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FOOD SUPPLY: Mexico Keeps Migrant Workers Home as Virus Rises on Canada Farms


Move comes after hundreds of farm workers fall ill from virus | Fewer workers could be ‘huge problem’ for Canadian produce

By Jen Skerritt and Nacha Cattan for Bloomberg – Mexico plans to keep migrant workers from traveling to Canada amid a wave of coronavirus outbreaks on farms, threatening a labor squeeze in the northern nation’s fruit and vegetable industry as harvests start to ramp up.

There will be a “temporary pause” on migrant workers traveling to Canada while protocols and sanitary situations are reviewed, Daniel Millan, a spokesman for Mexico’s Foreign Ministry, said Tuesday in an email. The move comes amid concerns there are inadequate protections to keep workers safe from Covid-19 after two workers died and hundreds fell ill on farms in Ontario.

Canada’s CBC featured the dire living conditions of migrant farmworkers on its national news show on June 16.

“It’ll be a huge problem,” said Joelle Faulkner, chief executive officer of Area One Farms, an alternative asset management firm in Toronto. “Even places that do have enough labor for spring may not have enough labor for fall.”

Outbreaks among farm workers have been reported in Canada and the U.S., a risk for harvests just as the countries head into the peak of summer produce season. Canada’s fruit and vegetable industry is particularly reliant on migrant workers, who often come from Mexico, Jamaica and Guatemala to plant, tend and harvest crops. More than 60,000 workers help do everything from prune apples trees to plant asparagus.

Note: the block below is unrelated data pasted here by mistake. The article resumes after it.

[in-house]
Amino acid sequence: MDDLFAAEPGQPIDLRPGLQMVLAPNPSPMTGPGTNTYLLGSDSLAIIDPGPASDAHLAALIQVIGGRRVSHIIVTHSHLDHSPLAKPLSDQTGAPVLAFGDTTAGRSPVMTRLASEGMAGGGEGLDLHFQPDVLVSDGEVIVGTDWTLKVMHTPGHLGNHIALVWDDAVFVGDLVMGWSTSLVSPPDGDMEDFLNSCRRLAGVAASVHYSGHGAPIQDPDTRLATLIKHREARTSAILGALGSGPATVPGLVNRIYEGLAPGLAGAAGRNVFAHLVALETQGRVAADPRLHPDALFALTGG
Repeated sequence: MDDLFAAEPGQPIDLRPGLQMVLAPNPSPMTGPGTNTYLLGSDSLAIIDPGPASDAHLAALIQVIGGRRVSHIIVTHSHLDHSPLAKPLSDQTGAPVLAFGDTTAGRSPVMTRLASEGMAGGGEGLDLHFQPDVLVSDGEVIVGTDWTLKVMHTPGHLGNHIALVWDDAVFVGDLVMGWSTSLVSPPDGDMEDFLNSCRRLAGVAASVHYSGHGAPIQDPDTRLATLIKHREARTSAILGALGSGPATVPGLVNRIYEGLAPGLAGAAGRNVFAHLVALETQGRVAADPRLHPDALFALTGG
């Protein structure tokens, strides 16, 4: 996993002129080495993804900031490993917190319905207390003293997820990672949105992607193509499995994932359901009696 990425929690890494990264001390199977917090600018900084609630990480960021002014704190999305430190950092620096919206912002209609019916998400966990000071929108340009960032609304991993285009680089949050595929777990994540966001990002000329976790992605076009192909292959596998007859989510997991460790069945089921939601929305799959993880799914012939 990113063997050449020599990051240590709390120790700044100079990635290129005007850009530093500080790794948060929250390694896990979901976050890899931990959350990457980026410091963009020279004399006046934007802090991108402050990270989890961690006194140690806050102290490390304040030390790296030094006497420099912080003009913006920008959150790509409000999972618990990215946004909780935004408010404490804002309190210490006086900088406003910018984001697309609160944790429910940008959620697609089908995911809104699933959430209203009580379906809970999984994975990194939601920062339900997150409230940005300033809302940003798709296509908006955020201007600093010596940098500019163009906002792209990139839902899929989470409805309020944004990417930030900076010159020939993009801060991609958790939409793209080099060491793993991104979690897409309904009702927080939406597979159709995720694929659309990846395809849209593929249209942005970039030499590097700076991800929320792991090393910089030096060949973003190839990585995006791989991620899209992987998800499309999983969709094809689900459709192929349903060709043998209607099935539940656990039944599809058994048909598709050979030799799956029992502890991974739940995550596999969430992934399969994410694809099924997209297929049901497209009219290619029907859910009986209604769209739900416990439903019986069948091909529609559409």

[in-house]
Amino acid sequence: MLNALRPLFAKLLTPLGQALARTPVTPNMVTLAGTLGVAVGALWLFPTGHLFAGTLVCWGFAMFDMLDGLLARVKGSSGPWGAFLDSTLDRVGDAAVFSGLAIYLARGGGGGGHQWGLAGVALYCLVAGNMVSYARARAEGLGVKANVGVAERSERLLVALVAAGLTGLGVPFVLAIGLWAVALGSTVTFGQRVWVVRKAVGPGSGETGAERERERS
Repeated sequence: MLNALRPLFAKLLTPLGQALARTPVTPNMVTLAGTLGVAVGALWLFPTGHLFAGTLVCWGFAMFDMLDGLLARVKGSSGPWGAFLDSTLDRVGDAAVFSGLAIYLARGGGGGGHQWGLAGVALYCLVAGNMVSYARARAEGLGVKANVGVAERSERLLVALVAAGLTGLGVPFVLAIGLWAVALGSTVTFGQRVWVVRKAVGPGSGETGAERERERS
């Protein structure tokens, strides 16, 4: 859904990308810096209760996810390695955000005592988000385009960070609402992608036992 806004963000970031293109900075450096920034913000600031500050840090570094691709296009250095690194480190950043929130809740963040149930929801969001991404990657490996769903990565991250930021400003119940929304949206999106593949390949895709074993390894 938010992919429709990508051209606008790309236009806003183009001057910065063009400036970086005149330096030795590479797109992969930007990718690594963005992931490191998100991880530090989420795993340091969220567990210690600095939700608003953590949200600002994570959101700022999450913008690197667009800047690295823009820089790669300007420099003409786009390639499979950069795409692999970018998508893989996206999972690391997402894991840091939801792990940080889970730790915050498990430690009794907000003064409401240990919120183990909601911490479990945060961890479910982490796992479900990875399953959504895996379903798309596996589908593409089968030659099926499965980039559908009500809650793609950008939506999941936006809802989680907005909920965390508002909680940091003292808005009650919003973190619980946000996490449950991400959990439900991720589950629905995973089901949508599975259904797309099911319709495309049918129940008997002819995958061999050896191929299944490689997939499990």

Asparagus field. Farm worker. Harvester truck
At least 164 Mexican farmworkers became infected with COVID-19 temporarily halting the harvesting of asparagus at on major Ontario farm

Travel disruptions during the coronavirus pandemic have already delayed some migrants arriving to work on farms and as much half of Ontario’s asparagus crop did not get harvested due to the labor shortage.

“Consumers will see that either in a shortage of Canadian produce on the shelves or the price,” said Rebecca Lee, executive director of the Canadian Horticultural Council.

Canadian industry has been told by Mexican officials that the country intends to keep workers from traveling only to farms that have been affected by outbreaks, Lee said. It’s difficult to estimate how many of those farms may have been expecting more workers, she said.

There are at least three major outbreaks in Ontario with more than 280 confirmed Covid-19 cases, according to a report from the Migrant Workers Alliance for Change. Two migrant workers from Mexico died of Covid-19 after working on farms in Windsor, Ontario, according to the group.

“It’s not a shortage, it’s not a supply. It’s people and they’re dying,”

“It’s not a shortage, it’s not a supply. It’s people and they’re dying,” said Syed Hussan, executive director of the Migrant Workers Alliance for Change in Toronto, which is pushing for permanent resident status for all migrant workers so they can walk away from unsafe work.

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